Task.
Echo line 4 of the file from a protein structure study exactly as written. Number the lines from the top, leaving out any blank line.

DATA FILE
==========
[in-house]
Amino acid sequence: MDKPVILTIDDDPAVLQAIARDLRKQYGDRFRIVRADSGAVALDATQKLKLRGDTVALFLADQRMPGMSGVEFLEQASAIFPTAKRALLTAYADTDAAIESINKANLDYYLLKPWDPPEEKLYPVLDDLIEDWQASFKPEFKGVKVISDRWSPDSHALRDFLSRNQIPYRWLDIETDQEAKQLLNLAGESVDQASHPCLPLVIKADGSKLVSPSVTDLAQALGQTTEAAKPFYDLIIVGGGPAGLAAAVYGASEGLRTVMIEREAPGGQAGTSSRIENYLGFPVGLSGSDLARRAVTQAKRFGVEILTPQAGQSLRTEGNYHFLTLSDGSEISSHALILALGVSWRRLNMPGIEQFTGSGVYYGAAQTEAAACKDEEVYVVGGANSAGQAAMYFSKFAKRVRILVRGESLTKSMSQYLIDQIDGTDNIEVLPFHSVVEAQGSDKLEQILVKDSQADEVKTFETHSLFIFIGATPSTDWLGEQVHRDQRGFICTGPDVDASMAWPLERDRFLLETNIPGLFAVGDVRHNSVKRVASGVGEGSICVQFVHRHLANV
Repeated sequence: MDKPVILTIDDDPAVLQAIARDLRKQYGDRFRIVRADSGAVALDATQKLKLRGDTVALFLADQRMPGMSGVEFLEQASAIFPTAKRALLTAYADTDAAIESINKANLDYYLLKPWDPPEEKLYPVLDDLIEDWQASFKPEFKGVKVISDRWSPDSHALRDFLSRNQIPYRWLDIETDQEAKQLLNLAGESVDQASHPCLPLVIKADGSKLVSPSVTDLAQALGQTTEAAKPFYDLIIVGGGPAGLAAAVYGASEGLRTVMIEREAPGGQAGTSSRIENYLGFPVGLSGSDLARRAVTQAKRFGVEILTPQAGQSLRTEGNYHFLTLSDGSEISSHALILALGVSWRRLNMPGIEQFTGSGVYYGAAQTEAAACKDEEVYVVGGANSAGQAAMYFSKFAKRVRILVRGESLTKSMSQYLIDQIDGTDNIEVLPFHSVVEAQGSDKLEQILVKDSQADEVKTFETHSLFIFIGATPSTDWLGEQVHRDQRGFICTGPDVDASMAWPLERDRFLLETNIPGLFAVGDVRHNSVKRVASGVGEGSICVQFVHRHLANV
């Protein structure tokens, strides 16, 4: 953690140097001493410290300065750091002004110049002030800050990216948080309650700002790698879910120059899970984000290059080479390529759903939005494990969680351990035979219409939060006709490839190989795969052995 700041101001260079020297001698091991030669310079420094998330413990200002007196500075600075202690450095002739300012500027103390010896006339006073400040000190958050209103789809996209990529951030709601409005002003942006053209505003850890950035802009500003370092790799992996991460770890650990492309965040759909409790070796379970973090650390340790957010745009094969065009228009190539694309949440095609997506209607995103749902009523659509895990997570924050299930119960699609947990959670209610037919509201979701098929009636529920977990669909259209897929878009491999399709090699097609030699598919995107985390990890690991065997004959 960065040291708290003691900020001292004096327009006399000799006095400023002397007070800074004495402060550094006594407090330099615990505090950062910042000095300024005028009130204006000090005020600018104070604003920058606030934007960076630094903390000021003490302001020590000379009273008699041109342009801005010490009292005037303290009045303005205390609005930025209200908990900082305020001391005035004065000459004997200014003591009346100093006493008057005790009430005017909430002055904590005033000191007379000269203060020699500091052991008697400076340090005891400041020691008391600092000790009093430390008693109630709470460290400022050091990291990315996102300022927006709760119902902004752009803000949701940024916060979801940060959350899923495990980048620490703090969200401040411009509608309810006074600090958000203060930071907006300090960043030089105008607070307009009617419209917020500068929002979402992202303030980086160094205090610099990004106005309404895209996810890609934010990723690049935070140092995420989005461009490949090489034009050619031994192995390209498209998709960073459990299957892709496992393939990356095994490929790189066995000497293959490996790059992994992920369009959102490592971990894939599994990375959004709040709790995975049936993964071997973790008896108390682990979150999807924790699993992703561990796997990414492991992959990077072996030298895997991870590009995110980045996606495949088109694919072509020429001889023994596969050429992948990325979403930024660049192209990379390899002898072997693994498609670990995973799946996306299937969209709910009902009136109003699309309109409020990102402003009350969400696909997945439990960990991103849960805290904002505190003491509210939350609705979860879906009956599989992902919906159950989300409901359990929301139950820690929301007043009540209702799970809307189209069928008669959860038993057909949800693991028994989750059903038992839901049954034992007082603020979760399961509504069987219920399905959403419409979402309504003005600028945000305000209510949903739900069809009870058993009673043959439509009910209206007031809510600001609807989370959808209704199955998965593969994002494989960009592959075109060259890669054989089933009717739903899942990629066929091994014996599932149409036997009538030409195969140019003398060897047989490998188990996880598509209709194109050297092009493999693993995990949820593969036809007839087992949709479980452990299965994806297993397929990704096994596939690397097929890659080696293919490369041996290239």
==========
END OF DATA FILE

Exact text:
């Protein structure tokens, strides 16, 4: 953690140097001493410290300065750091002004110049002030800050990216948080309650700002790698879910120059899970984000290059080479390529759903939005494990969680351990035979219409939060006709490839190989795969052995 700041101001260079020297001698091991030669310079420094998330413990200002007196500075600075202690450095002739300012500027103390010896006339006073400040000190958050209103789809996209990529951030709601409005002003942006053209505003850890950035802009500003370092790799992996991460770890650990492309965040759909409790070796379970973090650390340790957010745009094969065009228009190539694309949440095609997506209607995103749902009523659509895990997570924050299930119960699609947990959670209610037919509201979701098929009636529920977990669909259209897929878009491999399709090699097609030699598919995107985390990890690991065997004959 960065040291708290003691900020001292004096327009006399000799006095400023002397007070800074004495402060550094006594407090330099615990505090950062910042000095300024005028009130204006000090005020600018104070604003920058606030934007960076630094903390000021003490302001020590000379009273008699041109342009801005010490009292005037303290009045303005205390609005930025209200908990900082305020001391005035004065000459004997200014003591009346100093006493008057005790009430005017909430002055904590005033000191007379000269203060020699500091052991008697400076340090005891400041020691008391600092000790009093430390008693109630709470460290400022050091990291990315996102300022927006709760119902902004752009803000949701940024916060979801940060959350899923495990980048620490703090969200401040411009509608309810006074600090958000203060930071907006300090960043030089105008607070307009009617419209917020500068929002979402992202303030980086160094205090610099990004106005309404895209996810890609934010990723690049935070140092995420989005461009490949090489034009050619031994192995390209498209998709960073459990299957892709496992393939990356095994490929790189066995000497293959490996790059992994992920369009959102490592971990894939599994990375959004709040709790995975049936993964071997973790008896108390682990979150999807924790699993992703561990796997990414492991992959990077072996030298895997991870590009995110980045996606495949088109694919072509020429001889023994596969050429992948990325979403930024660049192209990379390899002898072997693994498609670990995973799946996306299937969209709910009902009136109003699309309109409020990102402003009350969400696909997945439990960990991103849960805290904002505190003491509210939350609705979860879906009956599989992902919906159950989300409901359990929301139950820690929301007043009540209702799970809307189209069928008669959860038993057909949800693991028994989750059903038992839901049954034992007082603020979760399961509504069987219920399905959403419409979402309504003005600028945000305000209510949903739900069809009870058993009673043959439509009910209206007031809510600001609807989370959808209704199955998965593969994002494989960009592959075109060259890669054989089933009717739903899942990629066929091994014996599932149409036997009538030409195969140019003398060897047989490998188990996880598509209709194109050297092009493999693993995990949820593969036809007839087992949709479980452990299965994806297993397929990704096994596939690397097929890659080696293919490369041996290239």